In a normal junction diode, operating the diode at or above its breakdown voltage will cause the depletion layer to breaks down and result in permanent damage to the diode. Zener diodes are diodes that can be made to conduct current in the reverse direction at a specific fixed reference voltage (their breakdown voltage) without suffering damage. Each Zener diode is designed to have a specific reverse breakdown voltage (from 2.4 V upwards) at which it will conduct current in the reverse direction, and has a maximum power rating (typical values are 400 mW and 1.3 W). A Zener diode can be used on its own to provide a voltage-sensitive switch, or in series with a current-limiting resistor to provide voltage regulation. The circuit diagram symbol for a Zener diode is shown below, together with the characteristic curve for a typical Zener diode.


The circuit diagram symbol for a Zener diode

The circuit diagram symbol for a Zener diode



The characteristic voltage and current curve for a Zener diode

The characteristic voltage and current curve for a Zener diode


You can see from the curve that increasing the reverse voltage has a negligible effect on the reverse current until the breakdown voltage VZ (otherwise known as the Zener voltage) is reached. At this point the current can increase rapidly over a wide range with little or no change in voltage. Notice that the slope of the curve between points A and B on the graph is almost vertical. If the reverse voltage falls below the breakdown voltage once more, the reverse current will again become negligible. In order to limit the reverse current and prevent the Zener diode from overheating, the power rating of the Zener diode should not be exceeded. The maximum reverse current that can be carried can be calculated using the following formula:

I MAX  =  P
V

where:

I MAX  =  the maximum reverse current

P  =  the power rating for the diode

V  =  the Zener voltage

Zener diodes are manufactured with specific Zener voltages ranging from 2.4 V up to 200 V, and a Zener diode with a given Zener voltage can be used in series with an appropriate resistor in a power supply regulator circuit to maintain a steady output voltage, even if the supply voltage itself is prone to fluctuations. The simple voltage regulator circuit shown below uses a single Zener diode (Z) in series with a resistor (R) and a d.c. power supply (in this case, a 12 V dry battery whose voltage is likely to fall over time). The required output voltage is 8 V and the load device will draw a current of 100 mA.


A simple power supply regulator circuit

A simple power supply regulator circuit


In this circuit, as long as the supply voltage exceeds the required output voltage (or more accurately the Zener voltage) by a few volts, the voltage across the Zener diode will be stable. Provided we choose a resistor of an appropriate value, the voltage drop across the resistor (VR) should always be the difference between the diode's Zener voltage (VZ) and the supply voltage (VSUPPLY). The closest standard Zener voltage to the required output voltage (8 V) is 8.2 V, which is acceptably close to the target voltage. In addition to the load current, the Zener diode will consume at least another 5 mA so a maximum current value (I MAX) of 110 mA should cover our requirements (a good rule of thumb is to allow between 10% and 20% on top of the load current). We should also select a Zener diode with a suitable power rating to enable it to cope with the maximum current likely to flow through it (I MAX). The maximum power dissipated in the diode can be calculated as:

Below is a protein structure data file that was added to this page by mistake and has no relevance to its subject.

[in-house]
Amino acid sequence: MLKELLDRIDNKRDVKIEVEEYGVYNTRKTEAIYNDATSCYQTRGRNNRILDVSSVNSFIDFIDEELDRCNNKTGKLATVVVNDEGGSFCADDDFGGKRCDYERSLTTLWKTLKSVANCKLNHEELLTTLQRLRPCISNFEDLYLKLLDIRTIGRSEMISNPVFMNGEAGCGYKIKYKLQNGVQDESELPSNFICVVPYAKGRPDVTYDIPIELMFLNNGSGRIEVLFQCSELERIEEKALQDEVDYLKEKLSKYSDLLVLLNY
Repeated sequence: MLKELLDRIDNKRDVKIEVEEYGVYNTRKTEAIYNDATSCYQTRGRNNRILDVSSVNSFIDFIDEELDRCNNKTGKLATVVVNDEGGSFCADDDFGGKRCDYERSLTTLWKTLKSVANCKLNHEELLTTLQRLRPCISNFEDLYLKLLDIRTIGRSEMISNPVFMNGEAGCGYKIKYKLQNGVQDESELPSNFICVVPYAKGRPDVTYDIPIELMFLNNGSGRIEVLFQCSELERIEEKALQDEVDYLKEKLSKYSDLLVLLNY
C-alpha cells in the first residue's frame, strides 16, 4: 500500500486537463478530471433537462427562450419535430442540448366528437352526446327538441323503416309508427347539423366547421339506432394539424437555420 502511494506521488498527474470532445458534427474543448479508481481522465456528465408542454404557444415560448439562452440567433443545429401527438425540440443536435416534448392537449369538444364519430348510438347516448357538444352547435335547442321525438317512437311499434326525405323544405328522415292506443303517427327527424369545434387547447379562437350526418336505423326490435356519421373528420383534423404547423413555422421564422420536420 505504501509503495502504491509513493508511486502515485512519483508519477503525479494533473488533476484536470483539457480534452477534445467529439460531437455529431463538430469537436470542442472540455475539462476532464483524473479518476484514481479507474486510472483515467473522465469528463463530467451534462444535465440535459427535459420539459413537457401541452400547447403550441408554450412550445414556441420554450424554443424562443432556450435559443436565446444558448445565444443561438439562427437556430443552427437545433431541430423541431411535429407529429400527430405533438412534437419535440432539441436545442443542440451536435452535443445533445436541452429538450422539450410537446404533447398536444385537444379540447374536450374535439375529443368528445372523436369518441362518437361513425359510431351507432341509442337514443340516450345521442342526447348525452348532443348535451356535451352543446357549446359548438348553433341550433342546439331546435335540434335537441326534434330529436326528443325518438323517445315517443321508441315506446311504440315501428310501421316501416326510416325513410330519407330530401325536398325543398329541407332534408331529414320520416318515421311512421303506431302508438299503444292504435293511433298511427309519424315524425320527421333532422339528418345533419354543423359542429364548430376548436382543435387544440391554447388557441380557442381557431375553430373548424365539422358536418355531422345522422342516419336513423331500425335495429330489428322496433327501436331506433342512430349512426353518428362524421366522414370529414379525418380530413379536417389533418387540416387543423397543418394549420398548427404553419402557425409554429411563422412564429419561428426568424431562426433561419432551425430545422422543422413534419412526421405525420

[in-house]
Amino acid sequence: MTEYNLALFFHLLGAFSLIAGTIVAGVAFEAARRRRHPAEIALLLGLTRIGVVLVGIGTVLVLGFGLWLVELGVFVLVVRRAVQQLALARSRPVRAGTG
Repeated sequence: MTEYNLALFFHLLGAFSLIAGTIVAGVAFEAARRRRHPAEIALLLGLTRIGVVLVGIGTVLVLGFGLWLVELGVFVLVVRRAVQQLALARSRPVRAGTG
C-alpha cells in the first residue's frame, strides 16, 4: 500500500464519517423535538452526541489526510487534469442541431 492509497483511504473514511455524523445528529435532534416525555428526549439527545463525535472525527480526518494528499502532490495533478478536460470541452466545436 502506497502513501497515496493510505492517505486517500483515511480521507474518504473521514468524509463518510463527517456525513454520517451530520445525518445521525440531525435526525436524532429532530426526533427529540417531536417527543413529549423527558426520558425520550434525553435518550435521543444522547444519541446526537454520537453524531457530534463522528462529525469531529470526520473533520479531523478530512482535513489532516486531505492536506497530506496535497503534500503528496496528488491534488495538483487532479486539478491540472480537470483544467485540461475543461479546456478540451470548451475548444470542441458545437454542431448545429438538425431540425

VZ  ×  IMAX  =  8.2 V  ×  0.110 A  =  0.902 W

The lowest standard power rating for a Zener diode that exceeds this value is 1.3 watts, which should be perfectly adequate. As already mentioned, the voltage dropped across the resistor will be the difference between the source voltage and the Zener voltage (12 V - 8.2 V = 3.8 V). Using Ohm's law, we can calculate the required resistance value as follows:

VR  =  3.8 V  =  34.545 Ω
IMAX0.110 A

The nearest standard resistor value that exceeds 34.545 Ω is 39 Ω. We should also make sure that the power rating of the resistor is up to the job. We can calculate the power dissipated in the resistor as:

VR  ×  IMAX  =  3.8 V  ×  0.110 A  =  0.418 W

If we could be reasonably sure that the supply voltage will never exceed 12 V we could probably get away with a 0.5 W rated resistor, although it might be prudent to choose a 1 W or 2 W rated resistor, just to be on the safe side. In fact, it is always worth considering the possibility of an over-voltage situation arising when dealing with relatively unstable power supplies, and allow for it when selecting circuit components.